punishment and should therefore be reserved for only the most critical
    circumstances where all other options have failed.

    The two most common causes of slow performance are:
    - insufficient RAM, resulting in extensive swap file activity.
    - too many background "tools and toys" being loaded at startup,
    bogging down the CPU.

    1. Adding more memory can noticeably improve performance only if the
    added memory results in reduced usage of the virtual memory swap file.
    Therefore if the swap file is not currently being used to any
    significant extent then adding more memory will not provide a
    significant improvement.

    Before installing more RAM use the System Monitor utility that comes
    with Windows and use Edit - Add to set it to track "Memory manager:
    Swap file in use" for several days of normal to heavy usage. If "Swap
    file in use" regularly shows as 20 mb or more then the swap file is
    being used extensively and more memory would result in improved
    performance. Otherwise it is not likely to make any noticeable

    This applies regardless of how much or how little RAM is currently
    installed in the computer.

    There is a configuration setting that needs to be entered if you are
    going above 512 mb of RAM with Windows 95/98/Me and there are possible
    hardware related problems that can occur with more than 1 gb of RAM
    with these Windows versions.

    2. Use Start - Run - MSCONFIG and go to the Startup tab. Compare the
    list of items that are loading at startup with the following checklist
    web sites to see what can be safely dispensed with:

    http://www.3feetunder.com/krick/startup/list.html - has trojan related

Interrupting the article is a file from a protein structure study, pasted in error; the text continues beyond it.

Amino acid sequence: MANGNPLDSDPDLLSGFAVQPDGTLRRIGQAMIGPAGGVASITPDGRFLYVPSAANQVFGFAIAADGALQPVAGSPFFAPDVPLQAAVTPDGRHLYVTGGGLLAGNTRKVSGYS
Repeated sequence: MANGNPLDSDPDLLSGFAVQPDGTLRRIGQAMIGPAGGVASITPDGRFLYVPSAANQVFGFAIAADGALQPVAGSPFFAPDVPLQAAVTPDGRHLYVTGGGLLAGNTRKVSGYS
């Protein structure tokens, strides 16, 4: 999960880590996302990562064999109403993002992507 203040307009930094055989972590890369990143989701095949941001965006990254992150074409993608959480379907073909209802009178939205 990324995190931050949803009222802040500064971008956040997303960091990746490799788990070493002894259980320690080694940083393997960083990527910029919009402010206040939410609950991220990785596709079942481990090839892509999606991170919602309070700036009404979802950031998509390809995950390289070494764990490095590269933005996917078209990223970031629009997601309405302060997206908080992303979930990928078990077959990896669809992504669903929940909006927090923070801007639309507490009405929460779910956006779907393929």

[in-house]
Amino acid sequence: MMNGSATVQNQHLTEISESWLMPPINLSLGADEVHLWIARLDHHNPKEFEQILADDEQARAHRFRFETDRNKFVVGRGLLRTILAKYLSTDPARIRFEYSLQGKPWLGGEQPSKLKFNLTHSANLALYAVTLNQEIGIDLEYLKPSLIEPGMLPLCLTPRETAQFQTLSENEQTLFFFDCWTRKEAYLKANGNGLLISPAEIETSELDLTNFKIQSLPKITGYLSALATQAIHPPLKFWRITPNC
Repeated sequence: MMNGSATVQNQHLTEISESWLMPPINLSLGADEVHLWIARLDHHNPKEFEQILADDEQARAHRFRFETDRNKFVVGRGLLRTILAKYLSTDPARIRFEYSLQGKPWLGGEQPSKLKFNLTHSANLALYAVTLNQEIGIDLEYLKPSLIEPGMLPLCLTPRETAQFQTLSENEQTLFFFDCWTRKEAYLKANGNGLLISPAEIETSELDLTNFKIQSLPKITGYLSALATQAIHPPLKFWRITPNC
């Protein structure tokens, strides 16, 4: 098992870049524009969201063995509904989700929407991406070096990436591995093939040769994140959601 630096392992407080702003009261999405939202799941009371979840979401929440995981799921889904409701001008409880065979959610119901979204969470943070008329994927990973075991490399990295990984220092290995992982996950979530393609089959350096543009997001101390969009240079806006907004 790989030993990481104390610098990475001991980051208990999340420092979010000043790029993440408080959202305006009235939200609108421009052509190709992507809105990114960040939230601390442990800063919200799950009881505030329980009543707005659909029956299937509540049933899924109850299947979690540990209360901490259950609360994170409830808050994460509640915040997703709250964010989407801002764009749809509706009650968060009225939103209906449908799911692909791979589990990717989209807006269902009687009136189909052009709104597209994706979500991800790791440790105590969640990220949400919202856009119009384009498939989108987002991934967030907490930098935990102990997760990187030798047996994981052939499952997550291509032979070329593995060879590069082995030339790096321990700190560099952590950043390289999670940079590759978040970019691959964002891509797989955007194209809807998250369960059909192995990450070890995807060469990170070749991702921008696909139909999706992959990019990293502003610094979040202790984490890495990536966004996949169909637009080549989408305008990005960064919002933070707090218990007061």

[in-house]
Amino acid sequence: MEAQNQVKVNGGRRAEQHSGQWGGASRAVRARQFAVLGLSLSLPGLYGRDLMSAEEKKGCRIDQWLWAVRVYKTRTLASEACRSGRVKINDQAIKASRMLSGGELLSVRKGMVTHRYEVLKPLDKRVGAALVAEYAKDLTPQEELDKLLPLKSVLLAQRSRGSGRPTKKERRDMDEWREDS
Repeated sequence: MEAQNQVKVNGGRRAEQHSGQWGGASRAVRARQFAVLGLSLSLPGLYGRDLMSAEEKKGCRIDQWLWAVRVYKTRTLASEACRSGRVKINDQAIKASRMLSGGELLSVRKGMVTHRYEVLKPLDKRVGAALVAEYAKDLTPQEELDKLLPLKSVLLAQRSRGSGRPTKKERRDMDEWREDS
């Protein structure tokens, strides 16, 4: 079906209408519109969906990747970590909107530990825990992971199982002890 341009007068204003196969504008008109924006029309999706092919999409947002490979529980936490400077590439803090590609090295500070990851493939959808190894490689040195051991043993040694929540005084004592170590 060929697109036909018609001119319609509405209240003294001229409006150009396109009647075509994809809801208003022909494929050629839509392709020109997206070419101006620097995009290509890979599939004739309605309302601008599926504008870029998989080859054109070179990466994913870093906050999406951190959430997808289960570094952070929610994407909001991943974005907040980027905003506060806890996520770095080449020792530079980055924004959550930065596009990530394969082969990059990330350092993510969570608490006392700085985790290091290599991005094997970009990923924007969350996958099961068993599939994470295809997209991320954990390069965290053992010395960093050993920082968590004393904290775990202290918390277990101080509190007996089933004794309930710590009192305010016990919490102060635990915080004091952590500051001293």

items listed

    Note: Please ensure that you fully understand the purpose of a
    startup item, how and why it was put into the startup, and the
    consequences (if any) of removing it before you make any changes.
    Some items are very important for the proper and safe functioning of
    your computer, including at least one item that is listed twice.

    Disabling an item by unchecking it in MSCONFIG should only be done for
    testing purposes or as a "last resort" when no other way of getting
    rid of the unwanted item can be found.

    Hope this is of some assistance.

    Good luck

    Ron Martell Duncan B.C. Canada
    Microsoft MVP
    On-Line Help Computer Service

    In memory of a dear friend Alex Nichol MVP
    Ron Martell, May 16, 2005
  8. teabag

    Toolman Tim Guest

    Well, not totally. I wouldn't do it *that* way, but definately cleaning up
    the system might help. Plus there's lot's more to it than just deleting the
    temporary files and restore points <g>
    Toolman Tim, May 16, 2005
  9. teabag

    7 Guest

    You pressed F1 and clippy told you to say that.
    7, May 16, 2005
  10. teabag

    teabag Guest

    I have already defrag, used norton utilitiy to get rid of corrupt files and
    pretty much have my startup items down to a minimum.
    My system tray is almost empty. Also I have dumped a bunch of programs. I
    even turned off pcboss and system restore which is not really necessary as I
    will just strip it down if necessary.

    Hopefully the old girl still has some life in her but I would rather have
    her faster than not. Dell is very willing to help me even though the
    computer is five years old which I consider pretty good service. The only
    single area I have a problem in is microsoft word. Tells me it can't find
    the file when I first try to open a document then I have to go in again and
    it shows opens no problem.
    Could a corrupt word file possibly be affecting my whole system. I doubt
    it. But I ask better minds than mine.
    teabag, May 16, 2005
  11. teabag

    old jon Guest

    You just mentioned Norton. No wonder the poor old girl is running slow.
    Norton is one of the biggest Hogs I know. ..J
    old jon, May 16, 2005
  12. teabag

    Plato Guest

    go for it
    Plato, May 17, 2005